Country: USA, Japan
Genre: Comedy, Romance
Director: Judd Apatow
Writer: Amy Schumer
Music: Jon Brion
Cinematography: Jody Lee Lipes
American comedienne Amy Schumer’s star-making mainstream rom-com, or chick flick, grossed over $110 million in North America, while its international prowess is way less impressive which heartily tells that its appeal may barely register out of its home turf.
The script is written by Schumer herself and the man in the director chair is none other than Judd Apatow, his fifth feature film. TRAINWRECK starts off with a cranky divorcé Gordon Townsend (Quinn), instils the idea that monogamy doesn’t work to his two young daughters, Amy was 9 and Kim was 5 then.
22 years later, Amy (Schumer), now becomes a column writer for a glossy men’s magazine supervised by the editor Dianna (Swinton, unrecognizable at first glance but killing all her scenes with a pungent whiff of supercilious nonchalance towards her miserable subordinates), has serious commitment issues and practices promiscuity on a daily basis; yet by a routine contrast, Kim (Larson) leans to another opposite: gets married, has a stepson, and now her own baby is on the way, whereas Gordon, in poor health condition, stays in an elderly home and squabbles with an extraordinarily sprightly centenarian Norman (Lloyd, who is born in 1914 and still with us today).
Amy’s current sex-mate is Steven (the WWE champion Cena, overplays gay cant and maladroit sex act out of left field), contrary to his bodybuilder appearance, he is essentially a vulnerable, non-violent family guy wants to settle down with her, naturally Amy bluntly cuts their relationship off, and Steven’s last line is “Amy, you’re not nice!”. In hindsight, this is the point, Amy is not a nice gal by any standard (partially thanks to the influence of her awful father), which makes the following story of her romance with an utterly normal guy sounds and appears like pure hokum, she doesn’t fit to that conventional category, she cannot just be a sucker for a harmless dude like Aaron (Hader), that’s too absurd for viewers to stomach with a smiley face. However, this is where the plot insists going.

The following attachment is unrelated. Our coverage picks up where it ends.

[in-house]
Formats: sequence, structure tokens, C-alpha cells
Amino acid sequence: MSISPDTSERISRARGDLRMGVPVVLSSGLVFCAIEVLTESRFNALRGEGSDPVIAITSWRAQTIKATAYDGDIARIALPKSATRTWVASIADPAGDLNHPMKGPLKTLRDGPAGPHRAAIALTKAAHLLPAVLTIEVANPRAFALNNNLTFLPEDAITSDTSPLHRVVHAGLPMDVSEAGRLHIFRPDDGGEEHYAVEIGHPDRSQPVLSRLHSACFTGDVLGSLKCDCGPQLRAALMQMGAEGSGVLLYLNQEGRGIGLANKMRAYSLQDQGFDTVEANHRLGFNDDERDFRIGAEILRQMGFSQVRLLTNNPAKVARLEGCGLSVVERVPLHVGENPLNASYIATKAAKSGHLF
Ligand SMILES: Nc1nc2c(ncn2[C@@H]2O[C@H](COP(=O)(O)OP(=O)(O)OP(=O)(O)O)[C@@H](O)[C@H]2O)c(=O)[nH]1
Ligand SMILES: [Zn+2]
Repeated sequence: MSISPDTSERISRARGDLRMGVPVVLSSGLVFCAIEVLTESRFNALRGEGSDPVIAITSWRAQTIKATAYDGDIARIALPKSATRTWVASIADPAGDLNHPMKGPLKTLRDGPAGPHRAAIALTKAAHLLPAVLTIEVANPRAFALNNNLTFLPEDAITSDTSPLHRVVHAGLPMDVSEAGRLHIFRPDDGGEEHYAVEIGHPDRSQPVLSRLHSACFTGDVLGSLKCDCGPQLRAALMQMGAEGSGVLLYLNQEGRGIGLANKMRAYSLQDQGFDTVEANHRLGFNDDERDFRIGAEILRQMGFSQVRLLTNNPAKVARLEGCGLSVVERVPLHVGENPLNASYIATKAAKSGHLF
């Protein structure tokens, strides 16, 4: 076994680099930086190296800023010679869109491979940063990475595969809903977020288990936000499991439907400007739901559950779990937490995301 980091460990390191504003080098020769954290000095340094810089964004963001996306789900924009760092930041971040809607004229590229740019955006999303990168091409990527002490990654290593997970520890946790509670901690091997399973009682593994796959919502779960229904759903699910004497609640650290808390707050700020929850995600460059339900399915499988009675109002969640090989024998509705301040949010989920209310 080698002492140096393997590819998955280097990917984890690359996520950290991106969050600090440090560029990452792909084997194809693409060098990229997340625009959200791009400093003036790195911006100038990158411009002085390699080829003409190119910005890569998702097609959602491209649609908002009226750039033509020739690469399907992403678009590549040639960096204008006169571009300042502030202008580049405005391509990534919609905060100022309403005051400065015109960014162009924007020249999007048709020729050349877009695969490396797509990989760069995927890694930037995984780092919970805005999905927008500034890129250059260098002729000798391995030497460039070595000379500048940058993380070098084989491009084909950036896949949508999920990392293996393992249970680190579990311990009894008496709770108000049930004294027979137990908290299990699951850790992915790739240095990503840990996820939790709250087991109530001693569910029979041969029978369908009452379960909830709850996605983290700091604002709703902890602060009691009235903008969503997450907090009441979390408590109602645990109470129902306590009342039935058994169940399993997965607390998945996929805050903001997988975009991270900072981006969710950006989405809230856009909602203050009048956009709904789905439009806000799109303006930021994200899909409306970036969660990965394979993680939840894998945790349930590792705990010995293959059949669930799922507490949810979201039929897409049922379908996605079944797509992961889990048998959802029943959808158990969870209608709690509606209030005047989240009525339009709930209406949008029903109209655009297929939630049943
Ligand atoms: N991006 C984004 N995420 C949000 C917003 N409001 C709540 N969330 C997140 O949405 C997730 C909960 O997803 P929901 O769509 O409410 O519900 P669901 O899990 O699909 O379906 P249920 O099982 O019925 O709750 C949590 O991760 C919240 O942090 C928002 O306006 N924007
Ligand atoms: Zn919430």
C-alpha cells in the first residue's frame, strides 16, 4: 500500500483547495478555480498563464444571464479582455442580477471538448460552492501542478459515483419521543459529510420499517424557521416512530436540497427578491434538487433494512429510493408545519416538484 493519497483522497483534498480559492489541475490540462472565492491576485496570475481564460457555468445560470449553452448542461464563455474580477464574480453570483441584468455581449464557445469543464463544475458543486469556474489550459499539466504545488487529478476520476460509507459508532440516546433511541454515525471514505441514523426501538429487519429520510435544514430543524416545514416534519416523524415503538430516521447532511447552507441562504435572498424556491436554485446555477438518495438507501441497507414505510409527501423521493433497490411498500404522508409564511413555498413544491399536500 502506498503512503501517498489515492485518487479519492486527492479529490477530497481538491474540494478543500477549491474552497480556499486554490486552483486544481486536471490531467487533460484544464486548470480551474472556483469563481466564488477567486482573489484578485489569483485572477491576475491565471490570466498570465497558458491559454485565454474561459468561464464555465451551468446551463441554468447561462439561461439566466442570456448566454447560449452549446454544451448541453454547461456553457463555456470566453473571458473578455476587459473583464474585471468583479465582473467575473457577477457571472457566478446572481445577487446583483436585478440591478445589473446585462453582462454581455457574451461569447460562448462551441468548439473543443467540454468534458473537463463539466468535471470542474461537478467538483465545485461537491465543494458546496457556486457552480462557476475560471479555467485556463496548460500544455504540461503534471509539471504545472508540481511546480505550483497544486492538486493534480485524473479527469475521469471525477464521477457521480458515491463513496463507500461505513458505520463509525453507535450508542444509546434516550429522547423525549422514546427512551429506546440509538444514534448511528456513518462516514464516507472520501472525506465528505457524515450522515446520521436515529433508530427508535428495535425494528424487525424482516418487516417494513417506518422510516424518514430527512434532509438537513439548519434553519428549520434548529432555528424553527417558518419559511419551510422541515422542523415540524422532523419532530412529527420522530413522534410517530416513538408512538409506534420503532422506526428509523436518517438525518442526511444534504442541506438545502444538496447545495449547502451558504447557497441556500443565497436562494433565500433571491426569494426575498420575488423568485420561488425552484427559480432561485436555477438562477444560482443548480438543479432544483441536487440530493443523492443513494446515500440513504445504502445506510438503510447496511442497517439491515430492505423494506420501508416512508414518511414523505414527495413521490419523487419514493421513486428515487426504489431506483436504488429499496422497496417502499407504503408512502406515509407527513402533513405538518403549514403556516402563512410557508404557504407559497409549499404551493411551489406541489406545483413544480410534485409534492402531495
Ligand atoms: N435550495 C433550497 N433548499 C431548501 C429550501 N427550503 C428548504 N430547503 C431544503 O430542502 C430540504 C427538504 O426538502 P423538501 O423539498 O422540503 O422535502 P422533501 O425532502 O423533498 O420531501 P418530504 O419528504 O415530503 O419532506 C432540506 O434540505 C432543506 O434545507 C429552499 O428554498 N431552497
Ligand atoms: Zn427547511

Aaron, a well-to-do but slightly gawky sports doctor (therefore, we will meet a dozen cameos of celebrities from the sports field, not that I care), is Amy’s subject of her next article (which is not even her pitch since she thinks sport is plainly nonsense, which I must second personally, especially for competitive sports). He is blandly good-hearted and harmless, yet, Bill Hader is no prince-charming either, after Amy lures him into sex, Aaron falls for her hard (some geeky guys are really into loose women), and against all her misgivings, Amy agrees to start a relationship with him. Everyone but Aaron dreads a disaster ending is waiting for this ill-paired couple, including Amy herself, still, she cannot forfeit the opportunity of ruining Aaron’s I-need-sleep-because-I-have-a-surgery-to-perform-tomorrow-morning night while having no trepidation at that moment of how self-centred her behaviour is, well, after that, Aaron still refuses to sever the tie (hope I am not the only one who wonders what is the problem with that guy?), but it is time to take a break anyway, since Amy needs time to prepare her triumphant third act return (strenuous rehearsals are required), so she can win back the apple of her eye, just as corny as that, believe it or not, the train has crashingly derailed to a phony happy-ending, churned out to ingratiate an unearned and forced good feeling.
Disguised as an earnest semi-autobiographic comedy banks on Schumer’s talent, TRAINWRECK as its name overtly claims, is an unfulfilled self-reflexive journey of a liberated and independent woman in America jammed with raunchy and rowdy sketches, Schumer has busted her chops to elevate both the flick’s farcical set pieces and emotional curve (if any of you who thinks Gordon Townsend is one of the best persons you have ever met, we are definitely living on two very different planets), but the sad truth is that laughter rings self-conciously harrow and teardrops have never ever left tear gland.
TRAINWRECK is serviceable at its very best, and the elephant-in-the-room is that has Judd Apatow lost his mojo at this point of his career (or can we just allot all the blame to Schumer’s oscillating script)? The only mildly conciliatory effect is to see an unexpected reunion of Swinton and Miller after their terrific turn in Lynne Ramsay’s WE NEED TO TALK ABOUT KEVIN (2011), the latter is genuinely simpatico to a fault of creepiness and the former is as per usual, unbelievably chameleonic.